Low Tone and Autism

Updated on September 11, 2012
S.W. asks from Toledo, OH
8 answers

Hi, I have a 21 month old daughter who has been severly delayed with her gross motor milestones (just started crawling at 18 months). She was diagnosed with "low tone", which is neurological in origin and not to be confused with weak muscles. The diagnosing doctor made an off handed comment that these babies often have sensory issues back when we saw her 5 months ago. We are now really concerned that she is on the autism spectrum. She is very delayed in speech, does not wave, does not point ( and will look at my finger, not the target when I point at something). She does not use toys appropriately, perseverates on the same toys with very little skill advancement and is overly interested in light up toys, and fans, and does the classic arms flailing out to the side and mouth wide open when she is overstimulated. BUT, she is very social and smiles, hugs and has been such a cuddler. Does anyone have any insight into whether regression with her social interactions is a real risk? I can deal with her being atypical but it would be heartbreaking to lose the loving, engaging little girl we have been blessed with. Thanks!

What can I do next?

  • Add yourAnswer own comment
  • Ask your own question Add Question
  • Join the Mamapedia community Mamapedia
  • as inappropriate
  • this with your friends

So What Happened?

Thank you for all of your responses! We contacted EI and also went the private route & it turns out she is globally delayed, around a 12 month old developmentally which explains why she has limited gestures. She is now pointing & has many skills emerging and we are seeking therapy to help her catch up.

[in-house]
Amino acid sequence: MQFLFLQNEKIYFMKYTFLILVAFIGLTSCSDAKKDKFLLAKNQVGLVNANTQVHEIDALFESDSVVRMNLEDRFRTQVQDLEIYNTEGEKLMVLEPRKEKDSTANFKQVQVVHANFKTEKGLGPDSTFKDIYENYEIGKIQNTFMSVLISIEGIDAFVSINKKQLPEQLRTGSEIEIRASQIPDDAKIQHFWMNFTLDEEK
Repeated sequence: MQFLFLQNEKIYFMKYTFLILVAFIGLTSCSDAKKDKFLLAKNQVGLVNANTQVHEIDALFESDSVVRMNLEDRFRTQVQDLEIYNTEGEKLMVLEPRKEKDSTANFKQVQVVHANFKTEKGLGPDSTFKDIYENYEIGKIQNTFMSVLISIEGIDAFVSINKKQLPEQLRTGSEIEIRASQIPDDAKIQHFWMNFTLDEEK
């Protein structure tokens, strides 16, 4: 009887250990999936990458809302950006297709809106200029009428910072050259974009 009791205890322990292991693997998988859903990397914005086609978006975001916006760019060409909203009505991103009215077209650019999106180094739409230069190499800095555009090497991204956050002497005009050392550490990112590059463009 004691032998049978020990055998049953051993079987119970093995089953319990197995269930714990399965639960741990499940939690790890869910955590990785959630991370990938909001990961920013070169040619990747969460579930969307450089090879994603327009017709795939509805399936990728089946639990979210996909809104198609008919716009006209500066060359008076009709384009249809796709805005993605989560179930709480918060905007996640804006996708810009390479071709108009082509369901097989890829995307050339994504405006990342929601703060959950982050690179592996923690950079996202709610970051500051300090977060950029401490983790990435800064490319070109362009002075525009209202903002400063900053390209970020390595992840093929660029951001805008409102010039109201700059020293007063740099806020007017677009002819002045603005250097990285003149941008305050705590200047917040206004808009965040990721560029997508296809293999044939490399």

Featured Answers



answers from Jacksonville on

Most doctors wont diagnose autism this early, but you can have her tested for red flags for autism and have her begin therapy such as speech therapy for the speech delay. My son had red flags for autism and had speech therapy for it. It has been determined that he is not autistic.

4 moms found this helpful

More Answers



answers from Los Angeles on

I can't answer to the autism. I CAN tell you that low tone is often linked with speech delay, as children can have trouble making the necessary movements with their tongues and lips to form words. Many children with low tone have speech delays. Her low tone may also affect her ability to properly play with toys, as she might not have the muscle control to use them the way a typical child would.

Do you have her in different therapies? I know another little girl with severe low tone (recently diagnosed as a form of cerebral palsy) who is in physical, behavioral, occupational and speech therapy. She typically goes to about 7-8 appointments per week. It can be exhausting, but they do see slow improvement in her and they are always fighting her to get her into the programs she needs.

I would have her evaluated by both her pediatrician and a pediatric neurologist (make sure it's a pediatric specialist) to assess the autism concerns. Many babies that have sensory issues are not on the spectrum. As you know, the earlier you diagnose, the earlier you can treat and minimize the symptoms.

I hope you get the answers and the help that you need.

5 moms found this helpful


answers from Washington DC on